Few people sew these days and the majority of those who do use a vast area of expensive equipment and gadgetry, but “sewing notions,” as they’re often called, are nothing new. Take, for instance, the sewing bird. In the days before things like quilting hoops and dressmaker dummies (or at least affordable ones), a woman stitching would use a sewing bird to clamp her work to the edge of a table top, keeping a steady tension as she worked on a seam. A sewing bird is simply a clamp, made of everything from brass to wood, embossed tin to bone, cast iron to wrought iron, typically with a figural top in the form of a bird. Sewing clamps dating back to the 16th and 17th centuries have been discovered, but their heyday was the 19th century, when sewing birds in particular were popular. Initially they were a screw-type clamp, but later models sometimes employed springs. They occasionally appear in other forms – frogs, dolphins – but perhaps birds were the most common because when in use it appeared as though the bird was “perched” on the table. And, since the sewing bird was just sitting right there, the form was soon embellished, often appearing with a small pincushion.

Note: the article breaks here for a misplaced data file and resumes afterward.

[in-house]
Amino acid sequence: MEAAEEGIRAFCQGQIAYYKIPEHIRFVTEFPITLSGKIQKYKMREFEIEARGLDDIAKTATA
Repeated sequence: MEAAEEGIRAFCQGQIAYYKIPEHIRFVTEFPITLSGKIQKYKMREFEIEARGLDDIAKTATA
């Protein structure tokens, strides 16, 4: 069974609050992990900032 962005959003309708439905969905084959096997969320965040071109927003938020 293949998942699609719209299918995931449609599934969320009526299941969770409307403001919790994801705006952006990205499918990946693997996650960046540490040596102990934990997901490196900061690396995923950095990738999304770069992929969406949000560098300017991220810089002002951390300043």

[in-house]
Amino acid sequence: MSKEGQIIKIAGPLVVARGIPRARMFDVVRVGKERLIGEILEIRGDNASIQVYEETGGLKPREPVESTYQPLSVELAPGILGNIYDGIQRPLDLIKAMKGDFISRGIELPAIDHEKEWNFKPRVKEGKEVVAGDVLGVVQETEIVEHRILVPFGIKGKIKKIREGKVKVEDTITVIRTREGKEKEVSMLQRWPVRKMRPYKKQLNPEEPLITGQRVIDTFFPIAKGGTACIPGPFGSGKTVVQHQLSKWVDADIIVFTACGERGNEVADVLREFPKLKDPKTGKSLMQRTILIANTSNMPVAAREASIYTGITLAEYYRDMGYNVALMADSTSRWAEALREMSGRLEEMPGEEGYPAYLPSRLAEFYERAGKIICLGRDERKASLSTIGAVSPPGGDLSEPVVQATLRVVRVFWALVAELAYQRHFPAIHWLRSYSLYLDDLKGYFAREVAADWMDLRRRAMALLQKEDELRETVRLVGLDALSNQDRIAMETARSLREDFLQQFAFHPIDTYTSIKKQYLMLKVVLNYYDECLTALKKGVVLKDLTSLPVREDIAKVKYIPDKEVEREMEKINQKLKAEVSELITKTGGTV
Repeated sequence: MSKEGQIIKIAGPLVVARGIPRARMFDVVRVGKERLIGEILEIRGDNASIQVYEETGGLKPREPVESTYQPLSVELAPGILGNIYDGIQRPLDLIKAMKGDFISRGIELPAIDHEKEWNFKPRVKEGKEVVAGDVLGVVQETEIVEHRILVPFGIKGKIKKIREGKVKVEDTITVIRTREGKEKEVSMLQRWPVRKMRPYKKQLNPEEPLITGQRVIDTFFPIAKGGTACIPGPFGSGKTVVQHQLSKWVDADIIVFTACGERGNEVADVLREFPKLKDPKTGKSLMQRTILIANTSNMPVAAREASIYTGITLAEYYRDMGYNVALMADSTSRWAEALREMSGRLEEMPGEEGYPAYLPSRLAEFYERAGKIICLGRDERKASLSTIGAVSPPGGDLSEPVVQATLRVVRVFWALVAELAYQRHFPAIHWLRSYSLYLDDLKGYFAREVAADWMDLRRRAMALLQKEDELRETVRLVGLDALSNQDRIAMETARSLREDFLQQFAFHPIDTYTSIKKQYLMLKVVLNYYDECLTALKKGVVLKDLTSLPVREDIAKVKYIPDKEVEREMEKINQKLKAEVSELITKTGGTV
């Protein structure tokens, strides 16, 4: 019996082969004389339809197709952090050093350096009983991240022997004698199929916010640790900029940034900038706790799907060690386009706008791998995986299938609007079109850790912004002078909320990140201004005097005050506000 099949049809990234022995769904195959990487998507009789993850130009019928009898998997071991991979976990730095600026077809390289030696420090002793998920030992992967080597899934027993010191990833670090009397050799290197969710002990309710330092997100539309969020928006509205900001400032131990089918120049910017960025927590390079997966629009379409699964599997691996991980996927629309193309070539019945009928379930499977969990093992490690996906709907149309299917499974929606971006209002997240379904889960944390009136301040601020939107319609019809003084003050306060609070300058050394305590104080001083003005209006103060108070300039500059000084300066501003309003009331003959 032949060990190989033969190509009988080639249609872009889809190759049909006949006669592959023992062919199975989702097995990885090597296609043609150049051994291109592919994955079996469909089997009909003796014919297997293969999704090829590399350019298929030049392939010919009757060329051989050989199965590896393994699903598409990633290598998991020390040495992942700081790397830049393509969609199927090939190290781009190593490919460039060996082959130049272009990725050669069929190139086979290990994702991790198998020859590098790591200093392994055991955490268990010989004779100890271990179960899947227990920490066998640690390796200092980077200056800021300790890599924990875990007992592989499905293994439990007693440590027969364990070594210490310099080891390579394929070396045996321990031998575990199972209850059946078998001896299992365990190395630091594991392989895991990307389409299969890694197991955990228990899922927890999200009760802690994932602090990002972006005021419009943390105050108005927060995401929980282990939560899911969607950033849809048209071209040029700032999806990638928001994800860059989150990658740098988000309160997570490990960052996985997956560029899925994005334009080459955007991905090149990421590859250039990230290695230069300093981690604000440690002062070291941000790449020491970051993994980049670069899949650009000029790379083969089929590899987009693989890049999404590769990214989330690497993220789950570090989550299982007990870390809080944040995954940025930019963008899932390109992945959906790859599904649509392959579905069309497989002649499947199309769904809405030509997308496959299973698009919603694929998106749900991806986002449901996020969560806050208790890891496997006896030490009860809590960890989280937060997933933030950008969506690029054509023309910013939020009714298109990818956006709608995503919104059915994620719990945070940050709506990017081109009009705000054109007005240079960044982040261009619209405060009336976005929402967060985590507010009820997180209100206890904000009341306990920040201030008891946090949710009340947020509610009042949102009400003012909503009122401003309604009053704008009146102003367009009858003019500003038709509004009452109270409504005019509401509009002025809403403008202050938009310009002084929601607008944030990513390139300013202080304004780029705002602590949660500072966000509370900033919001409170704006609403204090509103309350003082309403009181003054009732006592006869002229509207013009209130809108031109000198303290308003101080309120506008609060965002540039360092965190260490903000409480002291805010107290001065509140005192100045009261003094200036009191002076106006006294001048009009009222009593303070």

As sewing birds go at auction, value seems to be “clamped” to a couple factors, aside from the usual caveats about age and condition (the spring models in particular are often damaged): materials and form. Bird forms make up the vast majority of those that appear at auction, so rarer forms can command bigger prices and standard mass-manufactured versions from cast iron or brass have far less value than those made from rare more “individualized” handcraft materials such as wrought iron, wood and bone.